‘Harry Potter and the Cursed Child’ Play to Become a New ‘Harry Potter’ Book, Sort Of
Harry Potter and the Cursed Child is set to make its debut on London’s West End this summer, offering a new sequel of sorts in the franchise, but one that will only be performed as a play. However, there’s some good news for all the devoted Harry Potter fans who won’t be able to attend the stage production: the script for the play will be published as a book in July — July 31, to be precise, which just happens to be one Mr. Potter’s birthday.
Via Pottermore, J.K. Rowling has officially announced plans to release Harry Potter and the Cursed Child as a book. Although the play was not written by Rowling, she did develop the story with John Tiffany and Jack Thorne, the latter of whom wrote the actual script. So technically, sort of, kind of, there will be an eighth Harry Potter book — even though it’s not actually a novel, but it will come in the shape of a novel and tell a complete sequel story.
The published script will be based on the one used during the show’s preview run, which begins on July 7, so if there are any changes made between the previews and the official run, those will not be reflected in the book. You’ll have to fly over to London (on a plane, not a broom, okay?) to see the finished product for yourself.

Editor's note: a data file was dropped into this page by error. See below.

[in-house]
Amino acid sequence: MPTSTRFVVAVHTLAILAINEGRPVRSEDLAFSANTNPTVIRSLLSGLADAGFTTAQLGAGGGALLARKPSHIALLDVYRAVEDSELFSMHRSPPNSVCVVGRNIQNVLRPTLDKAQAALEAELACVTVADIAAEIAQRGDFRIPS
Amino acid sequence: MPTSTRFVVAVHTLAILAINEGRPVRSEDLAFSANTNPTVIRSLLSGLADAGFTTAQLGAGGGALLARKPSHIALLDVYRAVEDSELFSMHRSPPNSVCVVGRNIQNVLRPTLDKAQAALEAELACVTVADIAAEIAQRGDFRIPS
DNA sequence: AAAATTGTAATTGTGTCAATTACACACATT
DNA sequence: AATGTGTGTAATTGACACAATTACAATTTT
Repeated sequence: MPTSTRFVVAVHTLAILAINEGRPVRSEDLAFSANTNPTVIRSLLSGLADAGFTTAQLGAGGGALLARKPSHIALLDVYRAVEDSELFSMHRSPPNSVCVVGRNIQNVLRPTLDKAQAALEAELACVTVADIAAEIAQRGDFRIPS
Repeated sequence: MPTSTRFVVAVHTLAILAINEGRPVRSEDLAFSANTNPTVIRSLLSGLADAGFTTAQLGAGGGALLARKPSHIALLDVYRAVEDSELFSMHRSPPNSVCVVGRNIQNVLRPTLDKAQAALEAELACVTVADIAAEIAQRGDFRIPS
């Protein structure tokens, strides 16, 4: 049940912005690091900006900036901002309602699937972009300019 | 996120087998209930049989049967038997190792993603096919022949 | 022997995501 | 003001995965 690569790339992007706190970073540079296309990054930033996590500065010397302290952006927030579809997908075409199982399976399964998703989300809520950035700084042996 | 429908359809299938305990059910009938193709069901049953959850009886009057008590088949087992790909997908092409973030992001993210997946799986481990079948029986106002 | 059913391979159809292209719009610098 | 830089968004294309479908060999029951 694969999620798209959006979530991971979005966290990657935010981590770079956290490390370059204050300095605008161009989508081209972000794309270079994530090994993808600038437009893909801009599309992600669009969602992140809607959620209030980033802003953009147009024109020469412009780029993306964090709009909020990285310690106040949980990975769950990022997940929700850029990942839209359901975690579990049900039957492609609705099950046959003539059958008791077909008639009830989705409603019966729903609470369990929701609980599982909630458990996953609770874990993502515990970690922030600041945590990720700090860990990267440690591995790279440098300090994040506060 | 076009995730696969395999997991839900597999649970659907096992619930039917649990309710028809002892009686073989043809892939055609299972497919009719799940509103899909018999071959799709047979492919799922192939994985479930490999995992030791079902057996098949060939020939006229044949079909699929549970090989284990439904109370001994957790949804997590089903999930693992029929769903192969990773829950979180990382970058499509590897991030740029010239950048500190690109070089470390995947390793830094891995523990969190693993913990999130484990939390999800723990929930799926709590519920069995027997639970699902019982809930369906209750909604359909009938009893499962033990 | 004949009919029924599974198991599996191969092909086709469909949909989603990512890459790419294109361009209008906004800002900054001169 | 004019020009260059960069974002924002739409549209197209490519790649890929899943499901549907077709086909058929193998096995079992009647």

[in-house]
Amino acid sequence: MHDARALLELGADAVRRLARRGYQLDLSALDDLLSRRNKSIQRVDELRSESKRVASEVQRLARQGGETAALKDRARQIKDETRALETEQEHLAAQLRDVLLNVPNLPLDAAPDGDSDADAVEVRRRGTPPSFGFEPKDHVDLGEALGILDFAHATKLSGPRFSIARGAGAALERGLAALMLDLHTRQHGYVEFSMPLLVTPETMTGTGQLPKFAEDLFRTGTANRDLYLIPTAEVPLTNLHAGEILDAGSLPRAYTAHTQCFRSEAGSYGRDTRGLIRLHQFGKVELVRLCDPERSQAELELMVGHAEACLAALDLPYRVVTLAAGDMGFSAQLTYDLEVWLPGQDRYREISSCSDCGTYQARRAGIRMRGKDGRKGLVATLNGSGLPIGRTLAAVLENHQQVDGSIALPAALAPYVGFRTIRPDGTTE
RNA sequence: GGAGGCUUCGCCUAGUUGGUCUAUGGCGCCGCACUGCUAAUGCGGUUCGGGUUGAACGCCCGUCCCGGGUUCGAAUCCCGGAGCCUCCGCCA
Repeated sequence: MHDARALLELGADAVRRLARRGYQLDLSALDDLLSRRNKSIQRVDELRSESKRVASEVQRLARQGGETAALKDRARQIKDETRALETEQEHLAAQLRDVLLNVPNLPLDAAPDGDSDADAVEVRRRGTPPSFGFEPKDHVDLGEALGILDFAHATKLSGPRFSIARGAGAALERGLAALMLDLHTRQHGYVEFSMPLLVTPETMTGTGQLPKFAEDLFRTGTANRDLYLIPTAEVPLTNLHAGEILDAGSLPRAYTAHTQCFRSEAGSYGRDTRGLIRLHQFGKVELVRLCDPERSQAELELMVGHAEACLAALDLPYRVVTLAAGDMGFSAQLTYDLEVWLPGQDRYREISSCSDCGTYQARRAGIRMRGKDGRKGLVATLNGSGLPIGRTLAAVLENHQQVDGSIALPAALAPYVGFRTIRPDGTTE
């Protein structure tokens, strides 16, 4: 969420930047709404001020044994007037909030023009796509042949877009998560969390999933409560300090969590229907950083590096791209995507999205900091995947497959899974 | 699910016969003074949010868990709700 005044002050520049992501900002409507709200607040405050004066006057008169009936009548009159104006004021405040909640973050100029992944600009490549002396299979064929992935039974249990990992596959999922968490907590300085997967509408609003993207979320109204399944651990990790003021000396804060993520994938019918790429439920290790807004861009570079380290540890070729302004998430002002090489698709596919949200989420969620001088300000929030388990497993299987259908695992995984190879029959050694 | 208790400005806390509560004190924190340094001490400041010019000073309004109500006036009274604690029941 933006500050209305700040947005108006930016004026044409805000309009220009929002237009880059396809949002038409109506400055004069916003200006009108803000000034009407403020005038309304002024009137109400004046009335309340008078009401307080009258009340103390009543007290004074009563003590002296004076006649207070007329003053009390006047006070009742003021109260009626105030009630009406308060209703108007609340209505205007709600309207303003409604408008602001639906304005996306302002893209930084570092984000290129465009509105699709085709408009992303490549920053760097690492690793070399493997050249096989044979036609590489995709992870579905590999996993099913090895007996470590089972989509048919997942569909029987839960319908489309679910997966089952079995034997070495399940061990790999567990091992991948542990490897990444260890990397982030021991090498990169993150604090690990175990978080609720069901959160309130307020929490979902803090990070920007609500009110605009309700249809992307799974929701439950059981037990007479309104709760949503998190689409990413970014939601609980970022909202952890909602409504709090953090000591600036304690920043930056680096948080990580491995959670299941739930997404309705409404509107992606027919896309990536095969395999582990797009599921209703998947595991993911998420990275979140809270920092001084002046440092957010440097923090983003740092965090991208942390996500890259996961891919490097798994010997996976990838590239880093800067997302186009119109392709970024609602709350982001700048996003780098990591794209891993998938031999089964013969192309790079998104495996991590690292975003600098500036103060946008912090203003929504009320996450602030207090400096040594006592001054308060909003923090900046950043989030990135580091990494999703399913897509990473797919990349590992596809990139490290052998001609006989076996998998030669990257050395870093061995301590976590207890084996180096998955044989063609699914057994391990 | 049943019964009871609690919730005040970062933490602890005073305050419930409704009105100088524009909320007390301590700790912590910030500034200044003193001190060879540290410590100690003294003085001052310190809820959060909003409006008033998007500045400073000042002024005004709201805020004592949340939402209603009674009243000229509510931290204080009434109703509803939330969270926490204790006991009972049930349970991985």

Here’s the official description of Harry Potter and the Cursed Child, which picks up 19 years after the events of Harry Potter and the Deathly Hallows:
It was always difficult being Harry Potter and it isn’t much easier now that he is an overworked employee of the Ministry of Magic, a husband and father of three school-age children.
While Harry grapples with a past that refuses to stay where it belongs, his youngest son Albus must struggle with the weight of a family legacy he never wanted. As past and present fuse ominously, both father and son learn the uncomfortable truth: sometimes, darkness comes from unexpected places.
That sounds incredibly intriguing, right? Thankfully, you don’t need to worry about making travel plans or buying pricey theatre tickets to find out what happens next.